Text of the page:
If low expectations can be a good thing, Channy Leaneagh found that out with the success of Poliça. The band started as an experiment—as she says, “trying something out”—in 2011 with her friend and producer Ryan Olson. What resulted was the album Give You the Ghost, an enchanting meld of dreamy, stripped down, electronica-pop. And an immediate, if unexpected, hit.
Poliça started on the upswing and have never slowed. The band, which includes drummers Drew Christopherson and Ben Ivascu and bassist Chris Bierdan, were quickly headlining their own shows and then opening for the Clap Your Hands Say Yeah tour. They made the rounds of the late-night talk shows, and Justin Vernon of Bon Iver called them the best band he’s ever heard. “I don’t have any explanation,” she says. “It is a bit of a lottery or a luck of the draw in the music industry. I just try to do what I can with the opportunities we have and be gracious and humbled by it, above all.”
The album was recorded quickly, in only a few months, with Olson producing and arranging and Leaneagh writing the lyrics. She describes both her and Olson as intense in their own way, “frantic and excited about keeping the engine warm and running.” Agonizing and slow, this process was not. “We both prefer the first take and writing instinctually,” she says. “If a song isn’t clicking we throw it to the side until maybe it speaks to me in a few months.”
The project was also somewhat of a departure for Leaneagh, who was previously in the popular Minneapolis folksy-soul band Roma Di Luna, which dissolved in 2011 along with her marriage to co-founder Alexei Casselle. It was a sad breakup if Leaneagh’s overwrought lyrics are any indication, but she seems to have funneled a lot of that emotion into Poliça’s songs.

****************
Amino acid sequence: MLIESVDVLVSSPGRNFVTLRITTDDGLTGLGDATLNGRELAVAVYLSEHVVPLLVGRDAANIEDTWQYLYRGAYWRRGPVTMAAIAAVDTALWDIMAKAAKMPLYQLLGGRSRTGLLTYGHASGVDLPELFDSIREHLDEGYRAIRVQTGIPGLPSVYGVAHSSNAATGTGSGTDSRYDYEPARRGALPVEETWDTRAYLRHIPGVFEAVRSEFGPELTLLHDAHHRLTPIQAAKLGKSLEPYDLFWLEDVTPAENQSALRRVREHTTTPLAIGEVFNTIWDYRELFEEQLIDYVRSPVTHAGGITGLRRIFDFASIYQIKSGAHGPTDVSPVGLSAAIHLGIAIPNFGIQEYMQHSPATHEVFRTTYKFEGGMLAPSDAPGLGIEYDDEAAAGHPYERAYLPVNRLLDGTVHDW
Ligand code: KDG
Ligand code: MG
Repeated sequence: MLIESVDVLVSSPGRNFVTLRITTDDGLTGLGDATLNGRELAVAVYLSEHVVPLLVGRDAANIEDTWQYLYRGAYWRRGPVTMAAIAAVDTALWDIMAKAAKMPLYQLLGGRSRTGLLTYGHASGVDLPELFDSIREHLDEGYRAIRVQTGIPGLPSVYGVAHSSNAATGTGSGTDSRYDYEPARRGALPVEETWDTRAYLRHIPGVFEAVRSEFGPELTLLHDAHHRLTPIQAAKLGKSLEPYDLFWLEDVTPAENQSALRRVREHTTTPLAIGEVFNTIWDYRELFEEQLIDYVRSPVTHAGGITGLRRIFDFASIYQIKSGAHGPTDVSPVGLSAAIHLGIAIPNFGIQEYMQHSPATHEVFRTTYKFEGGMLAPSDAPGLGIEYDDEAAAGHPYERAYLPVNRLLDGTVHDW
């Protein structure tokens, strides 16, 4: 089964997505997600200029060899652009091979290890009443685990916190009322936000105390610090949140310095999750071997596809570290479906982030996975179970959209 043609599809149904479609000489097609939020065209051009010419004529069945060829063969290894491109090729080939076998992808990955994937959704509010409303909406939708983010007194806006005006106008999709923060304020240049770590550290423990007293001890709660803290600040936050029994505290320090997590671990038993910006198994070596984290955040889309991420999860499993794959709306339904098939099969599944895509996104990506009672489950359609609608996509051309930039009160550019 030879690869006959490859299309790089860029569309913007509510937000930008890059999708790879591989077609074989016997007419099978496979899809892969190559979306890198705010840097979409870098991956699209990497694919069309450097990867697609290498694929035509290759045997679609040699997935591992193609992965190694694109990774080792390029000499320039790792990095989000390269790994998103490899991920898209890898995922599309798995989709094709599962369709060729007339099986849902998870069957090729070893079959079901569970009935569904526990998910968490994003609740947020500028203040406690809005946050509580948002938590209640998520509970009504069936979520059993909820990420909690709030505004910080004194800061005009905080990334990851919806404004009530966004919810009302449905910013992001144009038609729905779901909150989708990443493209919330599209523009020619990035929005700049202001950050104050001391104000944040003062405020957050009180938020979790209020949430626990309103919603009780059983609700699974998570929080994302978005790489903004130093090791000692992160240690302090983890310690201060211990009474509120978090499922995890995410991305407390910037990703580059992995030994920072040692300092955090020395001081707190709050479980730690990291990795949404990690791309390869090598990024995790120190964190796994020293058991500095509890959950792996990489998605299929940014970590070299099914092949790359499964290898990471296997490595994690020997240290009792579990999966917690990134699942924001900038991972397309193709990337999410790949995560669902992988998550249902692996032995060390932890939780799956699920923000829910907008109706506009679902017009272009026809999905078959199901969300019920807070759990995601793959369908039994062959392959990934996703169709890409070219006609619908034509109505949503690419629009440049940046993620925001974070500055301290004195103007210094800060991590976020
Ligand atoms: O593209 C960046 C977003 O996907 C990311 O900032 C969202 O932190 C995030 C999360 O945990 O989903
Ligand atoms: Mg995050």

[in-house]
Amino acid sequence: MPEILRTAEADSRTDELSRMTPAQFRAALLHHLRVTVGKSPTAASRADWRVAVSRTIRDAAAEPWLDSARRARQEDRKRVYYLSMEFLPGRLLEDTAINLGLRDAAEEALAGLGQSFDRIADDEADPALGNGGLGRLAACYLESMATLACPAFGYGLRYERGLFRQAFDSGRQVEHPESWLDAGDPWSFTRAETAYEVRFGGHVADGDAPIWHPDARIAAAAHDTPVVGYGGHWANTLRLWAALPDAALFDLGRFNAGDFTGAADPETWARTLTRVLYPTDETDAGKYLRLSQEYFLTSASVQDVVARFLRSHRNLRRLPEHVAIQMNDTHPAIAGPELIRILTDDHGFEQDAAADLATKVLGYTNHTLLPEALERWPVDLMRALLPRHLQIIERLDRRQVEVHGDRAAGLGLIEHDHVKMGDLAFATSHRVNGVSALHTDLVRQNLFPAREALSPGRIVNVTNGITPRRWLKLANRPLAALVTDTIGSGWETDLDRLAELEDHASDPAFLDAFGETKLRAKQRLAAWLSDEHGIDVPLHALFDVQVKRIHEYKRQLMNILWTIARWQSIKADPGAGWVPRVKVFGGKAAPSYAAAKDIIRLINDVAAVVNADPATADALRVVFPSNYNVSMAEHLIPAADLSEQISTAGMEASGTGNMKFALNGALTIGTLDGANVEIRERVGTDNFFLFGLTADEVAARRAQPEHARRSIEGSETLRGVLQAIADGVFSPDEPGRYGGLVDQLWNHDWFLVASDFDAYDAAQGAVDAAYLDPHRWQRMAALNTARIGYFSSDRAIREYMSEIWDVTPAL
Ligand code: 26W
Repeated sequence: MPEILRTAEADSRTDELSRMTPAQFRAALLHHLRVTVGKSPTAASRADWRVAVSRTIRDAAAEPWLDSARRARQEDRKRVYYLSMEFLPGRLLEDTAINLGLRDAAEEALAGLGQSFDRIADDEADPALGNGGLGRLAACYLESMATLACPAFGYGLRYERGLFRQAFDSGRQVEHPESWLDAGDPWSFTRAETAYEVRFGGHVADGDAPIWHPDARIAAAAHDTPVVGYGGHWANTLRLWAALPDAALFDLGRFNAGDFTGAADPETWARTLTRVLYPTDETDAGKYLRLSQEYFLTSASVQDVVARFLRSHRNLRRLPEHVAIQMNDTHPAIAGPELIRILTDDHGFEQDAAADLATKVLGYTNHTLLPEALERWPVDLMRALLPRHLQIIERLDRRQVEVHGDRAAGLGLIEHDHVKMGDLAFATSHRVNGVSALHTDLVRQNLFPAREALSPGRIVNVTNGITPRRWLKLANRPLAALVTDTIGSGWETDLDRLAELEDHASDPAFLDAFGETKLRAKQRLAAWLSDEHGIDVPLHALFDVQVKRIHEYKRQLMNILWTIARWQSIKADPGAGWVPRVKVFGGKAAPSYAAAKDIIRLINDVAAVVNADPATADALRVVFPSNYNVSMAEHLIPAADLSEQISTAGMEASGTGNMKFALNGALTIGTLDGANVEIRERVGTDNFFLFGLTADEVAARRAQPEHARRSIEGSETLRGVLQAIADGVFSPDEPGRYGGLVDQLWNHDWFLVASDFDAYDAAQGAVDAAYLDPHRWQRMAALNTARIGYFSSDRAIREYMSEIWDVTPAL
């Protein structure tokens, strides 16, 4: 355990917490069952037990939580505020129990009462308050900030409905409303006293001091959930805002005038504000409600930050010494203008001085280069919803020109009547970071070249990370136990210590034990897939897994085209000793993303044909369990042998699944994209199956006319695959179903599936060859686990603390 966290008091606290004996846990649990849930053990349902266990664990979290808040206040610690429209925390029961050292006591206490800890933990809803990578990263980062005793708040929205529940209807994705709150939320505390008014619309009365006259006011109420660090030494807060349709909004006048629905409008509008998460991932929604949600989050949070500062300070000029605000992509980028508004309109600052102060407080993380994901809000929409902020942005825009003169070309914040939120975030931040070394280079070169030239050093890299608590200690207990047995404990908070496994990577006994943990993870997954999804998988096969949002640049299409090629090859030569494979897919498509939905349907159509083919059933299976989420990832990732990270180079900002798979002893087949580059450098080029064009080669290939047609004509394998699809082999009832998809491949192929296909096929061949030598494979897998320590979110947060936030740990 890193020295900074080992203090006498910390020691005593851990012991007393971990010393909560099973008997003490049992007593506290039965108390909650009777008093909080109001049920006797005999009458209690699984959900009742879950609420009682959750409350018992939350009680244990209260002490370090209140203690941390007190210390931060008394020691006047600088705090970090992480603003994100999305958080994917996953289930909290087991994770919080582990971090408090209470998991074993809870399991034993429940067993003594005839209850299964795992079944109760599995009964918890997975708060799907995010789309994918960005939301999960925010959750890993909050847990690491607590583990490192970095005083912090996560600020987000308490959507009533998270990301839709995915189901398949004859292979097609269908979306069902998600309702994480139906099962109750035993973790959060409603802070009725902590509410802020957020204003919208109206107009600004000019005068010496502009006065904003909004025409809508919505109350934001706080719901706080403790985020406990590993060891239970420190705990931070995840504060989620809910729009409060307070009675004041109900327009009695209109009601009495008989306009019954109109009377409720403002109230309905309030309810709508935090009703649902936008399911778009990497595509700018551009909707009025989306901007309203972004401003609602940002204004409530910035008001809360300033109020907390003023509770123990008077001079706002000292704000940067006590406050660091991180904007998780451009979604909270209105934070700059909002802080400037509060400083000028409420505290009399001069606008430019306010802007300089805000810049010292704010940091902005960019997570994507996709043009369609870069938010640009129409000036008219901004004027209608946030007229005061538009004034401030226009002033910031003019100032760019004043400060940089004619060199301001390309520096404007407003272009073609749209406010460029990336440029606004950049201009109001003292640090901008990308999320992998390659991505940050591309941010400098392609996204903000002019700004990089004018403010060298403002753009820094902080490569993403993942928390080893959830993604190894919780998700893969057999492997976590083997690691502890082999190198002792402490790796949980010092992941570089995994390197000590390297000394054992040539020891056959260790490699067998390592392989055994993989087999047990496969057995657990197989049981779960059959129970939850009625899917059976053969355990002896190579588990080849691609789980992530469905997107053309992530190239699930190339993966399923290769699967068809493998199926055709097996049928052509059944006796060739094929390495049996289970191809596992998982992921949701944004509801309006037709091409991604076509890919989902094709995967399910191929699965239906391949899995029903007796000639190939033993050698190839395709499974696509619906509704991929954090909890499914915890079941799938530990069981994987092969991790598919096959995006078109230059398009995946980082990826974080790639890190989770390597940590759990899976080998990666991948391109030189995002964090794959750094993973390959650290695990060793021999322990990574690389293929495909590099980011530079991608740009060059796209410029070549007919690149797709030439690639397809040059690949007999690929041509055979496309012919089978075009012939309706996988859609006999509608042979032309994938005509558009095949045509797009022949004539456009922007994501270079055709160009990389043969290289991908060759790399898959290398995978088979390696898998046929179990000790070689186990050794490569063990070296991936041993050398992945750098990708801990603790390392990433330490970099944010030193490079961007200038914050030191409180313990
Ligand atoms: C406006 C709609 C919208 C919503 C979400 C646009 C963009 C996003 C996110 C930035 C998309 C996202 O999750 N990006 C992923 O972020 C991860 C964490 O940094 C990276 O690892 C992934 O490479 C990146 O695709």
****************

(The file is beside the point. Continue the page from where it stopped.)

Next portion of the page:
Leaneagh says the writing was the most fun part, and she approached it a bit differently this time. “I was reacting to the emotion Ryan Olson’s beats brought out in me and writing words that best described that place,” she says. “But I wrote a lot less words on Give You the Ghost. This record is a lot more carnal than anything I’ve ever wrote.”
While Leaneagh’s voice was never really conventional, auto-tune factors heavily into the Poliça sound. But instead of its current utility in popular music where it hides lesser talents, with Poliça it’s used as a signature—and enhances the band’s ethereal, moody vibe. For Leaneagh, whose natural voice sounds a bit otherworldly anyway, it did take some getting used to. “I don’t believe autotune is supposed to sound like anything or has finished evolving,” she says, “so I am just always trying to find the best way it works for my voice and more specifically the band [and] our songs.”
Leaneagh is from Minneapolis, a city known for, as she says, “bitterly cold winters that create plenty of room for hibernating into your art, friends and lovers.” It also has an open and inclusive music scene, where, she says, bands like Poliça can happen. “There are a couple great options to collaborate in a weekly improv night,” she says. “There are loads of musicians that love to play with anyone and experiment with different styles. That is how Poliça was started.”
As for what’s ahead, Leanagh says there’s no timeline. They will begin recording again when they get back from their current tour. “We’ve only just begun,” she says. “I don’t want to jinx it by fantasizing about the unknown.”